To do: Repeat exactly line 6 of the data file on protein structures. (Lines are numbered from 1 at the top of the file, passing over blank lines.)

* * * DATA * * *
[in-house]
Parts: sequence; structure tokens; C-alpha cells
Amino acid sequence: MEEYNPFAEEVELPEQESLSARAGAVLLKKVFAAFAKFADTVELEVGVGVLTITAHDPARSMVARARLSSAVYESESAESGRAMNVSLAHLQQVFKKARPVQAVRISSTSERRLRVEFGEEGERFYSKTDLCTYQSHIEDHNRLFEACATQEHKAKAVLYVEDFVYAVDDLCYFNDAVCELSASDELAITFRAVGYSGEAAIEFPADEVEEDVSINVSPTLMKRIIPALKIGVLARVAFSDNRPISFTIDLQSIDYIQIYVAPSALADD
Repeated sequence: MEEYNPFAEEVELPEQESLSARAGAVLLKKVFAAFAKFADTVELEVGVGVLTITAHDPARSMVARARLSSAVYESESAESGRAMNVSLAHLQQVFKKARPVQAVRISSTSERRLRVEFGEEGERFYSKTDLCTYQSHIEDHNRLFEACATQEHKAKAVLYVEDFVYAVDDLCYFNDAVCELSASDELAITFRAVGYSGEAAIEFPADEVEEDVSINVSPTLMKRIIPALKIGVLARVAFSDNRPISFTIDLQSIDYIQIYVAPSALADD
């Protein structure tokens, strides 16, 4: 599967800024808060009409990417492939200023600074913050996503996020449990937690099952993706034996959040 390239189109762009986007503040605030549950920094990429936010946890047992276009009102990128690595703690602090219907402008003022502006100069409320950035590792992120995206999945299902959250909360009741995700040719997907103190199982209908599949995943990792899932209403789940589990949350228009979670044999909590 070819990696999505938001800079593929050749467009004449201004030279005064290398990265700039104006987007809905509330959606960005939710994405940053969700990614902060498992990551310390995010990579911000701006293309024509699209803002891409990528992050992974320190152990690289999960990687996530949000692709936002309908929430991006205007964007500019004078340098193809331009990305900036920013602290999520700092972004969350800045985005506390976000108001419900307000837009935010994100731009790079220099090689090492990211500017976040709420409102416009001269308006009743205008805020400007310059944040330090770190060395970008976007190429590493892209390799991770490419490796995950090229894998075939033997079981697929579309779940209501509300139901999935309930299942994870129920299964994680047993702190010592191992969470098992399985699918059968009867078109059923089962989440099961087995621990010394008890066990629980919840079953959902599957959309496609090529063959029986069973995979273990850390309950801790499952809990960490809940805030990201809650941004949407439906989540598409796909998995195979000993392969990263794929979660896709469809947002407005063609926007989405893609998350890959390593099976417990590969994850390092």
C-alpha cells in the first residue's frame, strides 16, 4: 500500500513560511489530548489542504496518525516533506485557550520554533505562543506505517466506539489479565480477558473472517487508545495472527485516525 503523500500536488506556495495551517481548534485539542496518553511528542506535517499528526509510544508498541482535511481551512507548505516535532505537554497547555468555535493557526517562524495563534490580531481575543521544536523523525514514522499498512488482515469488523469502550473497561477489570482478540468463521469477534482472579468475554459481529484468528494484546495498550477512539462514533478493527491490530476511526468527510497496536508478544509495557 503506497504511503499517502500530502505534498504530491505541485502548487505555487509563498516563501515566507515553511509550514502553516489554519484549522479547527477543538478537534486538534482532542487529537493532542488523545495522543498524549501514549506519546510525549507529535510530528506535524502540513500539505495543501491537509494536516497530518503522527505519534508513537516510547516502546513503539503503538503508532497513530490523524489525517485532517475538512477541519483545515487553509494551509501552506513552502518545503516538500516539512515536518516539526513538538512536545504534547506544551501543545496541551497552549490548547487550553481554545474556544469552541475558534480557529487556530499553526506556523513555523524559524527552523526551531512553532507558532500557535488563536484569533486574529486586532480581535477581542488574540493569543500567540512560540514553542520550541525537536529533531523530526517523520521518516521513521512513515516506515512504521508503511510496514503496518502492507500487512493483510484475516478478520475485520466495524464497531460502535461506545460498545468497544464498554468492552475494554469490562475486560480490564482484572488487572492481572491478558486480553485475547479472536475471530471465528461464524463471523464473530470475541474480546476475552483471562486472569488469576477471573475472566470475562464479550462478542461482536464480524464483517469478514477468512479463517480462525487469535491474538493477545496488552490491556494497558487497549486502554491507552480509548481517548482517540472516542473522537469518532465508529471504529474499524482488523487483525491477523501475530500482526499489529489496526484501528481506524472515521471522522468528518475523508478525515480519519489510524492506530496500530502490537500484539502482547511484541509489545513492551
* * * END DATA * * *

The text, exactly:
C-alpha cells in the first residue's frame, strides 16, 4: 500500500513560511489530548489542504496518525516533506485557550520554533505562543506505517466506539489479565480477558473472517487508545495472527485516525 503523500500536488506556495495551517481548534485539542496518553511528542506535517499528526509510544508498541482535511481551512507548505516535532505537554497547555468555535493557526517562524495563534490580531481575543521544536523523525514514522499498512488482515469488523469502550473497561477489570482478540468463521469477534482472579468475554459481529484468528494484546495498550477512539462514533478493527491490530476511526468527510497496536508478544509495557 503506497504511503499517502500530502505534498504530491505541485502548487505555487509563498516563501515566507515553511509550514502553516489554519484549522479547527477543538478537534486538534482532542487529537493532542488523545495522543498524549501514549506519546510525549507529535510530528506535524502540513500539505495543501491537509494536516497530518503522527505519534508513537516510547516502546513503539503503538503508532497513530490523524489525517485532517475538512477541519483545515487553509494551509501552506513552502518545503516538500516539512515536518516539526513538538512536545504534547506544551501543545496541551497552549490548547487550553481554545474556544469552541475558534480557529487556530499553526506556523513555523524559524527552523526551531512553532507558532500557535488563536484569533486574529486586532480581535477581542488574540493569543500567540512560540514553542520550541525537536529533531523530526517523520521518516521513521512513515516506515512504521508503511510496514503496518502492507500487512493483510484475516478478520475485520466495524464497531460502535461506545460498545468497544464498554468492552475494554469490562475486560480490564482484572488487572492481572491478558486480553485475547479472536475471530471465528461464524463471523464473530470475541474480546476475552483471562486472569488469576477471573475472566470475562464479550462478542461482536464480524464483517469478514477468512479463517480462525487469535491474538493477545496488552490491556494497558487497549486502554491507552480509548481517548482517540472516542473522537469518532465508529471504529474499524482488523487483525491477523501475530500482526499489529489496526484501528481506524472515521471522522468528518475523508478525515480519519489510524492506530496500530502490537500484539502482547511484541509489545513492551